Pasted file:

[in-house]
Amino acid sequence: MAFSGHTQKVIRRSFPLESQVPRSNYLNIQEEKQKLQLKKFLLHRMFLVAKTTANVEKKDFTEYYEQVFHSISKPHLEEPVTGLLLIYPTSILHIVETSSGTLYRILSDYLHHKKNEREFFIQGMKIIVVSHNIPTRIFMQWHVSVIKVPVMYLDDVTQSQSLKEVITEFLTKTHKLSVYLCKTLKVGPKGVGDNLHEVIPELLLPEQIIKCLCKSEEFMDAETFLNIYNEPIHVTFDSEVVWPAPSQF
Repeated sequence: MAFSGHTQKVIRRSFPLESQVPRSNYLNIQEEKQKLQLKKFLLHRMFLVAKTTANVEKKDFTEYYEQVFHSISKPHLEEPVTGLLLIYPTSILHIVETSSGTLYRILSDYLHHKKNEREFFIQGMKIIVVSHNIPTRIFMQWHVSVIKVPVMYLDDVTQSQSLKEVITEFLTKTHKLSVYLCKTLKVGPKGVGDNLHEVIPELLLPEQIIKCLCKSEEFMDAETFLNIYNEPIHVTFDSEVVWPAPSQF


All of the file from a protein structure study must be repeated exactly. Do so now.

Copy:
[in-house]
Amino acid sequence: MAFSGHTQKVIRRSFPLESQVPRSNYLNIQEEKQKLQLKKFLLHRMFLVAKTTANVEKKDFTEYYEQVFHSISKPHLEEPVTGLLLIYPTSILHIVETSSGTLYRILSDYLHHKKNEREFFIQGMKIIVVSHNIPTRIFMQWHVSVIKVPVMYLDDVTQSQSLKEVITEFLTKTHKLSVYLCKTLKVGPKGVGDNLHEVIPELLLPEQIIKCLCKSEEFMDAETFLNIYNEPIHVTFDSEVVWPAPSQF
Repeated sequence: MAFSGHTQKVIRRSFPLESQVPRSNYLNIQEEKQKLQLKKFLLHRMFLVAKTTANVEKKDFTEYYEQVFHSISKPHLEEPVTGLLLIYPTSILHIVETSSGTLYRILSDYLHHKKNEREFFIQGMKIIVVSHNIPTRIFMQWHVSVIKVPVMYLDDVTQSQSLKEVITEFLTKTHKLSVYLCKTLKVGPKGVGDNLHEVIPELLLPEQIIKCLCKSEEFMDAETFLNIYNEPIHVTFDSEVVWPAPSQF